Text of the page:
Sunday, November 02, 2008

Sensitivity 'can boost exam results by an entire grade'

Being sensitive can push up children's exam results by an entire grade, researchers have found.

Skills in "emotional intelligence" can make the difference between a B grade and an A among teenagers with the same IQ levels, according to a new study.

Psychologists have long claimed that understanding emotions can help to boost careers, aiding the development of key relationships and an understanding how to impress potential employers.

But the new research suggests that the skill can also improve exam results.

Researchers believe that the reason behind the findings could be that emotional intelligence allows pupils to manage stress more easily and also to understand the long term consequences of doing well at school.

"This finding is particularly exciting because we know that there are things that we can do to improve emotional intelligence in children, such as encouraging them to talk about their feelings and to recognise emotions in others," said Dr Pamela Qualter, from the University of Central Lancashire, who carried out the study.

"What we found was that in girls having a high level of emotional intelligence made the difference between an entire grade, pushing them up for example from a B to an A.

"For boys the same seemed to be happening in most cases, although the results were slightly less clear cut, which could be to do with differing maturity levels of boys at that age."

The researchers tested 628 Year 7 students on their emotional intelligence, including their ability to identify and manage their own emotions and those of others, and their IQ levels.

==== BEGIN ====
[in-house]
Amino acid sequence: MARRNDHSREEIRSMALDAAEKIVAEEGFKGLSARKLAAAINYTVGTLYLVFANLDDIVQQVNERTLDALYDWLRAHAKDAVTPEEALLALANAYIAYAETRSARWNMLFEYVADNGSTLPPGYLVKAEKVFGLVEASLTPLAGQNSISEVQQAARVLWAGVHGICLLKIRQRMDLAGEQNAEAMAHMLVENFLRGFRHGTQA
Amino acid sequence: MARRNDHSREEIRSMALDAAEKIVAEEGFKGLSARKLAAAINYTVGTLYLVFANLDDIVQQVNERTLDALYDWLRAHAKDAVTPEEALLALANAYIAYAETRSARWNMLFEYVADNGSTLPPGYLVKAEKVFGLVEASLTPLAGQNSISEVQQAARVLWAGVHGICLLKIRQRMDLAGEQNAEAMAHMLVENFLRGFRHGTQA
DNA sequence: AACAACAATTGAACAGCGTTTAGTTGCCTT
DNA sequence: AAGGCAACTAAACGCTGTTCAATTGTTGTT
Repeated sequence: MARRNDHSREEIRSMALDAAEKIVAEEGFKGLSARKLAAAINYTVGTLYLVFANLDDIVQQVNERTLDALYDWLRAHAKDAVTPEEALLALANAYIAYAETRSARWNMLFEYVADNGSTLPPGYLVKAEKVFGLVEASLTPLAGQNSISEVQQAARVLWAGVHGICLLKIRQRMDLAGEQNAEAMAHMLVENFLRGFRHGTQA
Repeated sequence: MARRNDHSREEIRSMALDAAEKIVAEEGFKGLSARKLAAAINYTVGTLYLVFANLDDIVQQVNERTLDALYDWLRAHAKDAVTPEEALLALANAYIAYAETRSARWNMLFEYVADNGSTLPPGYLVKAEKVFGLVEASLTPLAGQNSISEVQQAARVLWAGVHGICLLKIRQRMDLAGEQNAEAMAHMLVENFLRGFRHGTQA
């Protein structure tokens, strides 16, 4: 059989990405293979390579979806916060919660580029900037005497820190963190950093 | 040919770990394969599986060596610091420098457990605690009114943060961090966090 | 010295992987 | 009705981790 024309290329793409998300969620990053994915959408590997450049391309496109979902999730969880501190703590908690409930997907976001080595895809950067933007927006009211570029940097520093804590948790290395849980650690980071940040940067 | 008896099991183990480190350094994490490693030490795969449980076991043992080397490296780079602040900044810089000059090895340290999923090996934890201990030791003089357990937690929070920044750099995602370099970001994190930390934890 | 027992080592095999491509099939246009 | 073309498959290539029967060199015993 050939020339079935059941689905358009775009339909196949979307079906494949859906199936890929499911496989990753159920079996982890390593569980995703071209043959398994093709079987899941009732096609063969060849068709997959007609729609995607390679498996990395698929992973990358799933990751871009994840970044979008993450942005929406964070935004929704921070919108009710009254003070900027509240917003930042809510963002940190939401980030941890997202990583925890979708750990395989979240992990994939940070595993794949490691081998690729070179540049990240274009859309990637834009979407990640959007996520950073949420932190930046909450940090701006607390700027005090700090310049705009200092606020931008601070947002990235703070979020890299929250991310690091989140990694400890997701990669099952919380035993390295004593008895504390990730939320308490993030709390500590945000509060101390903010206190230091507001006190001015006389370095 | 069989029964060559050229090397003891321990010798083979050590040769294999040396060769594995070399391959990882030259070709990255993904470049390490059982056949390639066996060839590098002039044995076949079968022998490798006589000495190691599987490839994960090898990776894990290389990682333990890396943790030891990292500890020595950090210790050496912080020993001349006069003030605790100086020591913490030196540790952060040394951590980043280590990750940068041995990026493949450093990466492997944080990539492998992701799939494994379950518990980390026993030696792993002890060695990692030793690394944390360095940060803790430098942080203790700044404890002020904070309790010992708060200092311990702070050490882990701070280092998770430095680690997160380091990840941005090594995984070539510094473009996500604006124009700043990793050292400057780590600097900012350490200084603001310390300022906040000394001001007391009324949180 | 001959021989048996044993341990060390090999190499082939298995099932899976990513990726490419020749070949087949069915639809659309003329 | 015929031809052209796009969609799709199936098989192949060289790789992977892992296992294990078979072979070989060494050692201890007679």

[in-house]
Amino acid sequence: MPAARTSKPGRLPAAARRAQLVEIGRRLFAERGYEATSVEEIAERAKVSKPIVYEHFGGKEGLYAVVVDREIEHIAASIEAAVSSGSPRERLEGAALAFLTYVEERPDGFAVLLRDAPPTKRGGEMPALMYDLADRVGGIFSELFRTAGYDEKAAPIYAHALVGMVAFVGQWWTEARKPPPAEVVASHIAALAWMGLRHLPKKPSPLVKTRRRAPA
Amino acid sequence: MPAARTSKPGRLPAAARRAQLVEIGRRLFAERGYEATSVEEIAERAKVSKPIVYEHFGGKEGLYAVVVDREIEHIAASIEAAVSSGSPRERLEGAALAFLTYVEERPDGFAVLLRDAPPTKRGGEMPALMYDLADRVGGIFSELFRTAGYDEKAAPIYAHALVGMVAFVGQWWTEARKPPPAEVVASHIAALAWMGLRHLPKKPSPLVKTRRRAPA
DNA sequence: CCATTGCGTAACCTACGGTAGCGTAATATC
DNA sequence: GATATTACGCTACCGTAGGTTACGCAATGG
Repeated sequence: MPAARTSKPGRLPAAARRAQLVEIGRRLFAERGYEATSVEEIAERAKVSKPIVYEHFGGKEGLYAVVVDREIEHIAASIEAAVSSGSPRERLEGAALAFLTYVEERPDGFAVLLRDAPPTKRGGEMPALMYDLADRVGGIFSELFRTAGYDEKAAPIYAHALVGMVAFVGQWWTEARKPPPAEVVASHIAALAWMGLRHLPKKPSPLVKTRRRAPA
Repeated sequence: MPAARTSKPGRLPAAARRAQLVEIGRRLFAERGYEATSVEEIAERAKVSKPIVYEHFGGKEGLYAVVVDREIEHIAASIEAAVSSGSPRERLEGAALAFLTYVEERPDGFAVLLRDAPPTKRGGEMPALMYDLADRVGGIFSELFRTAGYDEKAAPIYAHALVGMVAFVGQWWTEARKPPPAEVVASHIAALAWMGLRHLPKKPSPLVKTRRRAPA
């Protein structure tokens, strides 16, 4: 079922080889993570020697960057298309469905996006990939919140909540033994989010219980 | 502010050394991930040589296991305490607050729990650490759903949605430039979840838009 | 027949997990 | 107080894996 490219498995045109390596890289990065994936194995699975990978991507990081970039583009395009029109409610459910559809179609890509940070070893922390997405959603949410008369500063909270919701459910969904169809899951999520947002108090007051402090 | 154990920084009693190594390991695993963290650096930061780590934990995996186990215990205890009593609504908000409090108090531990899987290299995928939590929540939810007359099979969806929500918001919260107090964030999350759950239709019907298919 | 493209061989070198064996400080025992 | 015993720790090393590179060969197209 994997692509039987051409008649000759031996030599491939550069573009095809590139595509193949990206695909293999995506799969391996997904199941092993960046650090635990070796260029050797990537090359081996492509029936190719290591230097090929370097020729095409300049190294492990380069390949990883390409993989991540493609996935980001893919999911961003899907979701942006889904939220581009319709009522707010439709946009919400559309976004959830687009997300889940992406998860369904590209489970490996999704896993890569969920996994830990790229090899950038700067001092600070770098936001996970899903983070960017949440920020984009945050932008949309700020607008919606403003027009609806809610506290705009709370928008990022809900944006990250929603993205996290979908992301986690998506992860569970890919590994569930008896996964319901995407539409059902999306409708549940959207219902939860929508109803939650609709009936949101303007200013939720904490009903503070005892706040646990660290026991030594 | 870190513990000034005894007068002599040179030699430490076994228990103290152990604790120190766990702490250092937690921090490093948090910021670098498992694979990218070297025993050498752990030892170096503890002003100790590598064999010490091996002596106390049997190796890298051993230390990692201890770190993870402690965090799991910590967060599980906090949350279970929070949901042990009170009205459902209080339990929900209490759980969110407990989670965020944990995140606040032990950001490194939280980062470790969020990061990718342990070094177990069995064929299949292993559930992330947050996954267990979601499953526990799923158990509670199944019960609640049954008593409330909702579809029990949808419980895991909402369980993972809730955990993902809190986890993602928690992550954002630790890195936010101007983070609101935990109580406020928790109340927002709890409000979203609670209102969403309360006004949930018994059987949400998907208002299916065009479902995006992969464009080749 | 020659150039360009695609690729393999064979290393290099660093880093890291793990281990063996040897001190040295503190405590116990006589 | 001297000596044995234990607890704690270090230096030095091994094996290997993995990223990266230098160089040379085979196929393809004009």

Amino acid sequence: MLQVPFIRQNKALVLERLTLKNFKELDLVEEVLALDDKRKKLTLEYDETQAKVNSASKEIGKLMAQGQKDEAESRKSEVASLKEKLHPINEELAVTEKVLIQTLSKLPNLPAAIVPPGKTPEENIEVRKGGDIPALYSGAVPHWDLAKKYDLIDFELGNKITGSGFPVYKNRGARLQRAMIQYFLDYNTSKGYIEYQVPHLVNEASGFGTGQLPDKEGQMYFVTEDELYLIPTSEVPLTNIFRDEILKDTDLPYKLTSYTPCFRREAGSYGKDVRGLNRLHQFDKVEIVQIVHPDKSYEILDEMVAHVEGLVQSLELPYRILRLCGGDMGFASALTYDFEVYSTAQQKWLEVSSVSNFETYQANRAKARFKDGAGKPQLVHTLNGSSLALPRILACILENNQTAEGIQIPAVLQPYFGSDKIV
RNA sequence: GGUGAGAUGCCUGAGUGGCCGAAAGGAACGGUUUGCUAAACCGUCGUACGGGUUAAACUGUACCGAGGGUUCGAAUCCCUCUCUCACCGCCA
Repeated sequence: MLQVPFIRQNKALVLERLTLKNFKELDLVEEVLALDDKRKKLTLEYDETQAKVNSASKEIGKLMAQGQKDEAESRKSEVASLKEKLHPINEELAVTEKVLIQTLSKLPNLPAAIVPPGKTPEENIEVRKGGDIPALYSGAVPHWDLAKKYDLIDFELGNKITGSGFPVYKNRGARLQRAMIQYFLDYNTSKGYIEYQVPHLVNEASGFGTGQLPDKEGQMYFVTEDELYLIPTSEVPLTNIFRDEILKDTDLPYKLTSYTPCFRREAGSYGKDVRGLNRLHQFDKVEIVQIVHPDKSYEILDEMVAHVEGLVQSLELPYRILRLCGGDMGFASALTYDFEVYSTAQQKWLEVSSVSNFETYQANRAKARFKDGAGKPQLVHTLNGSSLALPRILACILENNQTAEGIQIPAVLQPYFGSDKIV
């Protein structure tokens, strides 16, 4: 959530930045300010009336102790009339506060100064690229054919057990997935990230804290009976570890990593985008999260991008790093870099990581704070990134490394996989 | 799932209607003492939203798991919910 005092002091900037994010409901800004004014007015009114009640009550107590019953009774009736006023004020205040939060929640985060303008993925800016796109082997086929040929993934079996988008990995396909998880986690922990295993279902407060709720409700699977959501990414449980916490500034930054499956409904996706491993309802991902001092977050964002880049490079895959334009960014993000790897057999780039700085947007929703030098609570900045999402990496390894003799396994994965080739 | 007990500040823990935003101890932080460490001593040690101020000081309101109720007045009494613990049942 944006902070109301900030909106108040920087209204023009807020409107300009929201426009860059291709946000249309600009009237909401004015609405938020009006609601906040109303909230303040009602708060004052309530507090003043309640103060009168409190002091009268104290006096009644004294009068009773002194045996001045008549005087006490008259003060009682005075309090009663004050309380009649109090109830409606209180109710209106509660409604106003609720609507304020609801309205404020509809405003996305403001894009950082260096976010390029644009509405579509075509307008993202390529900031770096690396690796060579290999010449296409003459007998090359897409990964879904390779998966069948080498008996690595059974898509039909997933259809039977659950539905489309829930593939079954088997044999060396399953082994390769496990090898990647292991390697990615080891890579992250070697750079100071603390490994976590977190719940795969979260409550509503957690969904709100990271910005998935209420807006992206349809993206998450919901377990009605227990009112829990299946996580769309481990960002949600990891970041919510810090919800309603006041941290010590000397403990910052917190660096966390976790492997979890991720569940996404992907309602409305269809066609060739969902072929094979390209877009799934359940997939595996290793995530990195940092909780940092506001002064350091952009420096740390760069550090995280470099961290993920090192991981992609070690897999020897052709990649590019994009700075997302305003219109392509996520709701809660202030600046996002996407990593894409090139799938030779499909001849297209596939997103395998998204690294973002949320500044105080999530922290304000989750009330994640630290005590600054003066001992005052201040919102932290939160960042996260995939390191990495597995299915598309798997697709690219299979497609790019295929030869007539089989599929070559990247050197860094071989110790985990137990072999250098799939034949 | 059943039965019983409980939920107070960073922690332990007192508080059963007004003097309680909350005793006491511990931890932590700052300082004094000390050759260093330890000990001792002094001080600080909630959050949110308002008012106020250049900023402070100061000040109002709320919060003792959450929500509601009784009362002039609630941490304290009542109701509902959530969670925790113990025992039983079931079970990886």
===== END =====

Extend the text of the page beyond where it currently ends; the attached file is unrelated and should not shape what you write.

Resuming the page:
The results were then compared to the student's results in English Language, English Literature, Maths and Science results in their SAT exams two years later and in their GCSE exams.

"Detailed analysis of the results suggests that emotional intelligence may moderate the effects of IQ on academic achievement," Dr Qualter added.

"Faced with failure, a student low on IQ but who is emotionally intelligent will be able to manage their emotions surrounding failure, reconcile poor performance and work to improve, a student low on IQ and low emotional intelligence may find failure more difficult to deal with, which undermines their academic motivation."

The research also suggests that the Government's recent introduction of "emotional classes" under its social and emotional aspects of learning (SEAL) program in schools could help not only their future relationships but also their academic progress, she added.

Alan Mortiboys, an expert in emotional intelligence at Birmingham City University, said that students could also benefit from a teacher with a high level of emotional intelligence.

He said: "You can see that teachers who understand pupils emotions and create an atmosphere where they actually want to learn get better results."

Dr Qualter will present her findings to the The British Psychological Society's Education Section Annual Conference in Milton Keynes today (Sat) .

Nansi Ellis (corr), head of education policy and research at Association of Teachers and Lecturers (ATL) union said: "Teachers know intuitively that if you are supporting children to develop personally and emotionally then it will help their learning.

"If you feel secure in yourself you are more able to do things like admit that you don't understand what is being discussed, for instance, and we know that learning itself can be a very emotional process."

She added: "However, it is difficult to know which way the relationship goes.

"If you are already good at school you may feel more happy in yourself and be able to learn better, rather than the other way around."

Source: Telegraph

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